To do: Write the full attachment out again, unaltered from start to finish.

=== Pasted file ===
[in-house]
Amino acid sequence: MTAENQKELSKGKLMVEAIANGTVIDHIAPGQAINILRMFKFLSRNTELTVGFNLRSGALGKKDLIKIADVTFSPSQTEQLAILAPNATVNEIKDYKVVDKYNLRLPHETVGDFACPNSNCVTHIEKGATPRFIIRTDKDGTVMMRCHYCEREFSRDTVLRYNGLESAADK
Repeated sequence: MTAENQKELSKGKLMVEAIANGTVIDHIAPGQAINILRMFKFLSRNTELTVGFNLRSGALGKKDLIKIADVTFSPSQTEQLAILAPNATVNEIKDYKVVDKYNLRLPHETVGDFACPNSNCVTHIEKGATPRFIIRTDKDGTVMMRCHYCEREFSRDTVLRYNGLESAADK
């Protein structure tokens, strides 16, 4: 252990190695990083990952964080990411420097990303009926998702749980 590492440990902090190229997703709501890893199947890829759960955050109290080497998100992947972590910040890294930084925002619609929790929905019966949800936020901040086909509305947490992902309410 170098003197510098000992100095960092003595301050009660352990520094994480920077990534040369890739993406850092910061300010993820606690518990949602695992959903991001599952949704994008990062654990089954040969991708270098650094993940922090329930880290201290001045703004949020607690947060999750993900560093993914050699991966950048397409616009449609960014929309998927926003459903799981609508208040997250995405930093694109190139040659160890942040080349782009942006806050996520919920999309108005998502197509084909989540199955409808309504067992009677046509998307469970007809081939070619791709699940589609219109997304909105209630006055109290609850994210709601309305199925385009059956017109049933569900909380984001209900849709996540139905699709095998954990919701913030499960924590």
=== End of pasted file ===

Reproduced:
[in-house]
Amino acid sequence: MTAENQKELSKGKLMVEAIANGTVIDHIAPGQAINILRMFKFLSRNTELTVGFNLRSGALGKKDLIKIADVTFSPSQTEQLAILAPNATVNEIKDYKVVDKYNLRLPHETVGDFACPNSNCVTHIEKGATPRFIIRTDKDGTVMMRCHYCEREFSRDTVLRYNGLESAADK
Repeated sequence: MTAENQKELSKGKLMVEAIANGTVIDHIAPGQAINILRMFKFLSRNTELTVGFNLRSGALGKKDLIKIADVTFSPSQTEQLAILAPNATVNEIKDYKVVDKYNLRLPHETVGDFACPNSNCVTHIEKGATPRFIIRTDKDGTVMMRCHYCEREFSRDTVLRYNGLESAADK
């Protein structure tokens, strides 16, 4: 252990190695990083990952964080990411420097990303009926998702749980 590492440990902090190229997703709501890893199947890829759960955050109290080497998100992947972590910040890294930084925002619609929790929905019966949800936020901040086909509305947490992902309410 170098003197510098000992100095960092003595301050009660352990520094994480920077990534040369890739993406850092910061300010993820606690518990949602695992959903991001599952949704994008990062654990089954040969991708270098650094993940922090329930880290201290001045703004949020607690947060999750993900560093993914050699991966950048397409616009449609960014929309998927926003459903799981609508208040997250995405930093694109190139040659160890942040080349782009942006806050996520919920999309108005998502197509084909989540199955409808309504067992009677046509998307469970007809081939070619791709699940589609219109997304909105209630006055109290609850994210709601309305199925385009059956017109049933569900909380984001209900849709996540139905699709095998954990919701913030499960924590």